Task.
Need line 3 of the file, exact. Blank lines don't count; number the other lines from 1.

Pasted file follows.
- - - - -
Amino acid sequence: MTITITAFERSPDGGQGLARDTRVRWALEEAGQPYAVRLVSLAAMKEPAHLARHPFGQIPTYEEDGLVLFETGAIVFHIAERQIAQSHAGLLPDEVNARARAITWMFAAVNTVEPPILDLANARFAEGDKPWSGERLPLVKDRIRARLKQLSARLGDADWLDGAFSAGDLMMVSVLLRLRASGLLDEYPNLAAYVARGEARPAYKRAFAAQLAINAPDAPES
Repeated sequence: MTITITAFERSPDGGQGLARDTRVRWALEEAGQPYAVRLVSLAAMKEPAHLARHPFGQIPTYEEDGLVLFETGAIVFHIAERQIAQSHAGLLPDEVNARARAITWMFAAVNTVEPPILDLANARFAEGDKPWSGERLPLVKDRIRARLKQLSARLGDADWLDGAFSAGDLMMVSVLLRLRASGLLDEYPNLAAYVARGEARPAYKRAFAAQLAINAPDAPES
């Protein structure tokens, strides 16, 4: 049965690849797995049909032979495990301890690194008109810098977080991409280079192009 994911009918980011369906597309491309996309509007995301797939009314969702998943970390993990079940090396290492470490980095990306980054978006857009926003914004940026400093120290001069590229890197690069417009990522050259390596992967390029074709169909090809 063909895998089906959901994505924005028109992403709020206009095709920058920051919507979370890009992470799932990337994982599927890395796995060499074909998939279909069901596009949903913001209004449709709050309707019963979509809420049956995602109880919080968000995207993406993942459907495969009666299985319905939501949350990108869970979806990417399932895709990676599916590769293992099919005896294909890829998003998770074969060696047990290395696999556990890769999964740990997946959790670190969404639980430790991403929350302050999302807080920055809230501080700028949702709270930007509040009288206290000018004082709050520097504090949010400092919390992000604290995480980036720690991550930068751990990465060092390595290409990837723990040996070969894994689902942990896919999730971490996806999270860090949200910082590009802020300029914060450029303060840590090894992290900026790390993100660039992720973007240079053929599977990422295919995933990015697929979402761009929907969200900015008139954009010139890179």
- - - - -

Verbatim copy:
């Protein structure tokens, strides 16, 4: 049965690849797995049909032979495990301890690194008109810098977080991409280079192009 994911009918980011369906597309491309996309509007995301797939009314969702998943970390993990079940090396290492470490980095990306980054978006857009926003914004940026400093120290001069590229890197690069417009990522050259390596992967390029074709169909090809 063909895998089906959901994505924005028109992403709020206009095709920058920051919507979370890009992470799932990337994982599927890395796995060499074909998939279909069901596009949903913001209004449709709050309707019963979509809420049956995602109880919080968000995207993406993942459907495969009666299985319905939501949350990108869970979806990417399932895709990676599916590769293992099919005896294909890829998003998770074969060696047990290395696999556990890769999964740990997946959790670190969404639980430790991403929350302050999302807080920055809230501080700028949702709270930007509040009288206290000018004082709050520097504090949010400092919390992000604290995480980036720690991550930068751990990465060092390595290409990837723990040996070969894994689902942990896919999730971490996806999270860090949200910082590009802020300029914060450029303060840590090894992290900026790390993100660039992720973007240079053929599977990422295919995933990015697929979402761009929907969200900015008139954009010139890179």